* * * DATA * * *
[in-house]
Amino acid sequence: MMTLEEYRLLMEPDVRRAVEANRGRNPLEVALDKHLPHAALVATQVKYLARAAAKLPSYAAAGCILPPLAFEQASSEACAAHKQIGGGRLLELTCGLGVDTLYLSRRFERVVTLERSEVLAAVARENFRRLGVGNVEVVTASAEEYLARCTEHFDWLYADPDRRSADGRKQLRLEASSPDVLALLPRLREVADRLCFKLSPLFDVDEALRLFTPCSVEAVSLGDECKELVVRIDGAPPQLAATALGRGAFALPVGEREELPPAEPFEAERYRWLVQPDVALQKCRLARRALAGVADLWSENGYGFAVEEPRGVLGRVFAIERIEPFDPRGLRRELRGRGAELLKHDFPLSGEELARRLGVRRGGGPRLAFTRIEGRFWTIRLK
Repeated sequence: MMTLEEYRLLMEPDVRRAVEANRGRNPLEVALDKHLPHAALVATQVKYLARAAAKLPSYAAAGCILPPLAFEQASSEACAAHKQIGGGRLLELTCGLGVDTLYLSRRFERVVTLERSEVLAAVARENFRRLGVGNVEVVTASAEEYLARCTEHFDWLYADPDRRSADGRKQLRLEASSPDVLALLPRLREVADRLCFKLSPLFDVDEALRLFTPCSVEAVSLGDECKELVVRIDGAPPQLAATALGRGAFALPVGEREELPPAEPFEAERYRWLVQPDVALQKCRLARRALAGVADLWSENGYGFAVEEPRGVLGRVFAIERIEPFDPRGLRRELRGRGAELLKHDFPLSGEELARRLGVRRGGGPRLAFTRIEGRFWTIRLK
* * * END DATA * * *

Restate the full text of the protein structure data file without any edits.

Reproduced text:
[in-house]
Amino acid sequence: MMTLEEYRLLMEPDVRRAVEANRGRNPLEVALDKHLPHAALVATQVKYLARAAAKLPSYAAAGCILPPLAFEQASSEACAAHKQIGGGRLLELTCGLGVDTLYLSRRFERVVTLERSEVLAAVARENFRRLGVGNVEVVTASAEEYLARCTEHFDWLYADPDRRSADGRKQLRLEASSPDVLALLPRLREVADRLCFKLSPLFDVDEALRLFTPCSVEAVSLGDECKELVVRIDGAPPQLAATALGRGAFALPVGEREELPPAEPFEAERYRWLVQPDVALQKCRLARRALAGVADLWSENGYGFAVEEPRGVLGRVFAIERIEPFDPRGLRRELRGRGAELLKHDFPLSGEELARRLGVRRGGGPRLAFTRIEGRFWTIRLK
Repeated sequence: MMTLEEYRLLMEPDVRRAVEANRGRNPLEVALDKHLPHAALVATQVKYLARAAAKLPSYAAAGCILPPLAFEQASSEACAAHKQIGGGRLLELTCGLGVDTLYLSRRFERVVTLERSEVLAAVARENFRRLGVGNVEVVTASAEEYLARCTEHFDWLYADPDRRSADGRKQLRLEASSPDVLALLPRLREVADRLCFKLSPLFDVDEALRLFTPCSVEAVSLGDECKELVVRIDGAPPQLAATALGRGAFALPVGEREELPPAEPFEAERYRWLVQPDVALQKCRLARRALAGVADLWSENGYGFAVEEPRGVLGRVFAIERIEPFDPRGLRRELRGRGAELLKHDFPLSGEELARRLGVRRGGGPRLAFTRIEGRFWTIRLK